I was asked to DM for a one-shot with people wanting to try and learn the game. I have created a not-too-complicated world in which they can run around and interact with its inhabitants.

The problem I face is the number and strength of foes that can be encountered. How do I prepare a challenge to the players while they learn the game? I want them to be a little afraid while still having chance of saving the town/rescuing the princess or prince/find the treasure.

  • These are completely new players, there will be 4 of them.
  • They will play level 1 characters: a paladin, barbarian, rogue and sorcerer.
  • I play a separate campaign with other people but have never been a DM before.
  • We expect to play for about 4 hours - unless everyone is having fun and wants to continue, of course.
  • Based on decisions, the enemies will be either goblins or pirates. I tend to keep these enemies around the same level.
  • I would like to introduce one "boss" in the shape of a goblin chief/pirate captain.

How many enemies, based on the information above, would make for a balanced and fun game? I don't really want everyone to bite the dust on their first game ever, but also want to keep it interesting at the same time.


4 Answers 4


Use the Tables provided in the Dungeon Master's Guide

Chapter 3 of the Dungeon Master's Guide, in the section Creating Encounters, specifies some general purpose rules for building encounters. I highly recommend you read the whole chapter, since the advice is applicable to almost any normal scenario, but I'll copy the important bits for your benefit here.

To start with, the DMG offers a table of XP thesholds for encounter difficulty. Since you're dealing with Level 1 characters, I've copied the first row here:

Level Easy Medium Hard Deadly
1 25 50 75 100

What this tells you is that for the average party of 4 1st level characters, an easy encounter contains creatures worth 25xp per party member, or for 4 characters, 100xp overall. 200xp for a medium encounter, 300xp for hard, 400xp for deadly.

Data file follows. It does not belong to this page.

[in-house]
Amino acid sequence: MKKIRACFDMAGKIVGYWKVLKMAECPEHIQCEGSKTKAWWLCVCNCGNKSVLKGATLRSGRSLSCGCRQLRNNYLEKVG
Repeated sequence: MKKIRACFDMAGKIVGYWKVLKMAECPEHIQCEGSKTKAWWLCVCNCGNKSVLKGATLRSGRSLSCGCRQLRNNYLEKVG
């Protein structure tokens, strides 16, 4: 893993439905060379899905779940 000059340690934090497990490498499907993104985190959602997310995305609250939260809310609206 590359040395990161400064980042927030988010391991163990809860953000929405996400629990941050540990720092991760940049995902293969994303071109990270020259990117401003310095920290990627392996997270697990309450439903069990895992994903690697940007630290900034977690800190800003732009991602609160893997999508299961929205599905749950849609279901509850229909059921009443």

The XP values of the creatures you use can be pulled from their individual Statblocks. For example, a CR1 creature is worth 200xp, meaning a single CR1 creature should pose a "medium" difficulty for the average party of 1st level characters. CR1 creatures tend to vary in overall stats by a great deal (some have as many as 60 hitpoints while others only have up to 20), so you'll need to tune which creatures you choose based on what your party can handle (more on that in a moment).

The DMG also specifies to apply a multiplier to the creatures' overall XP value based on how many of them there are. This is the DMG table to describe this:

Number of Monsters Multiplier
1 x 1
2 x 1.5
3-6 x 2
7-10 x 2.5
11-14 x 3
15 or more x 4

So a single creature is just taken as-is: a single CR1 creature is worth 200xp, exactly how it's listed in the Monster Manual. Two CR1 creatures would be worth 600xp ((200 + 200) * 1.5), putting them well-above the deadly threshold. This is because the Action Economy in 5e is very important: the more actions a creature (or group of creatures) get in a round of combat, the more powerful they are.

There are also guidelines for adjusting this multiplier based on the party size, but 4 characters is the standard for D&D party sizes, so no adjustment is necessary. Refer to the DMG yourself if you end up DMing for a party of 2, or for a party of 6+.

Finally, you need to consider the strength of the creatures themselves. You could just use Monster Manual entries to populate your games, but if you need to tune your encounters, or make your own enemies for the players to fight, you'll want the table from Chapter 9 of the DMG, under the subsection "Creating a Monster", which describes possible stats for created monsters. I've copied a small portion of this table here:

CR Prof.Bonus AC HP Attack Bonus Damage/Round Save DC XP*
0 +2 ≤ 13 1-6 ≤ +3 0-1 ≤ 13 0 or 10
1/8 +2 13 7-35 +3 2-3 13 25
1/4 +2 13 36-49 +3 4-5 13 50
1/2 +2 13 50-70 +3 6-8 13 100
1 +2 13 71-85 +3 9-14 13 200
2 +2 13 86-100 +3 15-20 13 450

* The column for XP values was added by me, and isn't part of the DMG's original table

Note that, for the most part, these numbers are "ballpark" numbers. If you look in the Monster Manual for CR1 creatures, you'll find no creatures that have hitpoints greater than 65, and only 5 (of about 30-40) that have hitpoints above 40. Conversely, almost half of the creatures at CR1 have an armor class higher than 13, or an average damage greater than 14 points per round.